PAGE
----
DSP Help

Discussion in 'The Projects Forum' started by Vanush, Oct 16, 2010.

  1. Vanush

    Thread Starter Active Member

    Apr 19, 2008
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    Im trying to build a IR remote control to switch of televisions. If you don't know already, the codes are pulse width modulated on/off times using a 38khz carrier wave. I've got the hardware and know the method, but Im having issues getting the on/off times from my remote.

    Im using a sound card oscilloscope, which is a probe connceted to the signal output by my IR receiver. I'm using MATLAB to get the on/off times. The problem is that it doesn't work.

    As you know, sound cards have a sampling frequency of 44.1Khz and most IR remote controls operate around 38Khz. So obviously I will experience some aliasing. Is there any way to recover the correct on/off times ?
     
  2. kubeek

    AAC Fanatic!

    Sep 20, 2005
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    What about using a proper receiver circuit and demodulating the signal first? Then you will see nice squares with correct on/off times. For example this.
     
  3. retched

    AAC Fanatic!

    Dec 5, 2009
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    I have to agree with kubeek.

    If you use the proper receiver, it will only display the on/off times and pull the 38kHz signal out.

    That would be the best route.

    Also, there are a couple of circuits on this forum that have done that, AND you may want to look up the TV-B-GONE. It is an open-source tv-remote that has thousands of tv on-off codes.

    Look at the clones as well.
     
  4. Vanush

    Thread Starter Active Member

    Apr 19, 2008
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    I'm not sure what the difference is between the standard IR receiver that I am using an the 'proper' receiver - is it just that the proper receiver will get rid of the 38khz signal?
     
  5. R!f@@

    AAC Fanatic!

    Apr 2, 2009
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    The actual Information is taken by getting rid of the carrier.
    The difference may be tht ur's does not demodulate properly
     
  6. kubeek

    AAC Fanatic!

    Sep 20, 2005
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    Yes, simply said, data sent through the transmitter will appear on the receiver the way they were sent.
     
  7. DonQ

    Active Member

    May 6, 2009
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    The other option is to use a regular old oscilloscope with a basic, linear IR receiver diode. Assuming your IR receiver is adequate (anything faster than CdS), you should be able to easily see the multi-kHz modulation, divided up into batches of on-off periods.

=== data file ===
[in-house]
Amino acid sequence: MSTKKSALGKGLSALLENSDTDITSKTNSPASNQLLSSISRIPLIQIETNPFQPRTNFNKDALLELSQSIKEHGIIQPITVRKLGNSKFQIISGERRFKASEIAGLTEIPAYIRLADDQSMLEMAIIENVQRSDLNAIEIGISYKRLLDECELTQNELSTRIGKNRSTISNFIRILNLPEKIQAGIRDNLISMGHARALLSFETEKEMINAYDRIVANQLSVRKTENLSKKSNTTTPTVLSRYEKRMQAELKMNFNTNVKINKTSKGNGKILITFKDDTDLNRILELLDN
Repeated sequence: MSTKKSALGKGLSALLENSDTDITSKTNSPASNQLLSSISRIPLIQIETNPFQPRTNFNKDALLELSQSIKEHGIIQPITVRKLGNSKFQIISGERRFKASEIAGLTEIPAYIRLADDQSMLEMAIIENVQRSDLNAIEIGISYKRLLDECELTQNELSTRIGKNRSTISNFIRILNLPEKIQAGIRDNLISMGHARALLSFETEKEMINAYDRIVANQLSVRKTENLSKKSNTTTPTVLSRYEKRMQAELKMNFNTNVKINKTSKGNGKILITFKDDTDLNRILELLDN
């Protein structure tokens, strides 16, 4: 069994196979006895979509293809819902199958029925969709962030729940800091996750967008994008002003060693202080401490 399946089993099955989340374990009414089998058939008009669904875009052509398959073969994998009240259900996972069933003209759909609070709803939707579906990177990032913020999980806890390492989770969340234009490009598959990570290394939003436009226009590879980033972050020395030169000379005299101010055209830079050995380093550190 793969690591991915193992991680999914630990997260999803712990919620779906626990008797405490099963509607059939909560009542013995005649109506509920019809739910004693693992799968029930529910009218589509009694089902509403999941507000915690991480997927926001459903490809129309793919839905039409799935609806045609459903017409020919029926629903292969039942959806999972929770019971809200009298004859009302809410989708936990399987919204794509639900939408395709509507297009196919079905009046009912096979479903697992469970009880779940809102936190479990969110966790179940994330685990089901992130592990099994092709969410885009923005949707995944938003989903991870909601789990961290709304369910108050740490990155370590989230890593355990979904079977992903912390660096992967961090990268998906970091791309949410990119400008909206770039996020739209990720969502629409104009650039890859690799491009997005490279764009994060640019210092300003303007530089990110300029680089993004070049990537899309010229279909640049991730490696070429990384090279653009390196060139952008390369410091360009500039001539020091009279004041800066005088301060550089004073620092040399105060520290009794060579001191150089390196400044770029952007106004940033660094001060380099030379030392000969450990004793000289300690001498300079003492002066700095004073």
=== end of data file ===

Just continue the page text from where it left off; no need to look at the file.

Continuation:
The problem is that you are trying to sample a frequency that is far beyond audio with an audio card. The sample frequency of even a cheap digital scope is many times the 44kHz of the sound card. Any analog scope would be able to see it also. Audio sampling, and Matlab are overkill, but with inadequate tools.

    I made an extended range remote for my camera using both a BitScope and a Fluke 95. Both showed the needed info easily. Now I have a remote that works further away than I ever want to be from my camera.
     
  8. Vanush

    Thread Starter Active Member

    Apr 19, 2008
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    I got it working - in windows you can set the sampling the frequency of your sound card to 96khz. I can easily get the on off times, and in fact, was able to turn off a television using the correct times garnered from MATLAB using a carrier wave frequency I found off the net, but I have another problem. (All this at the cost of a $30 'oscilloprobe' that has a male 3.5mm jack!)

    Say I want to replicate an arbitrary remote, i need to know the carrier frequency. Since my normal IR receiver has a Band pass filter centered on 38khz - (the spectrum from the remote has already been filtered) - i dont think there's a way to recover the frequency of the original carrier wave?
     
  9. Markd77

    Senior Member

    Sep 7, 2009
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    You could probably just guess and then try transmitting to see which has the best range. It's probably 36, 38, or 40KHz.
    Most recievers have a fairly wide tolerance so you might find that they all work, but one is better.
    I used my PICKIT2 and that worked perfectly as a logic tracer.
     
  10. Audioguru

    New Member

    Dec 20, 2007
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    IR remote controls transmit data, not PWM. The data must be sent as bursts so that the IR receiver stays at a high gain. Continuous 38kHz IR causes the IR receiver to reduce its gain thinking that it is interference from a compact fluorescent light bulb that operates and blinks at 38kHz.
     
  11. Markd77

    Senior Member

    Sep 7, 2009
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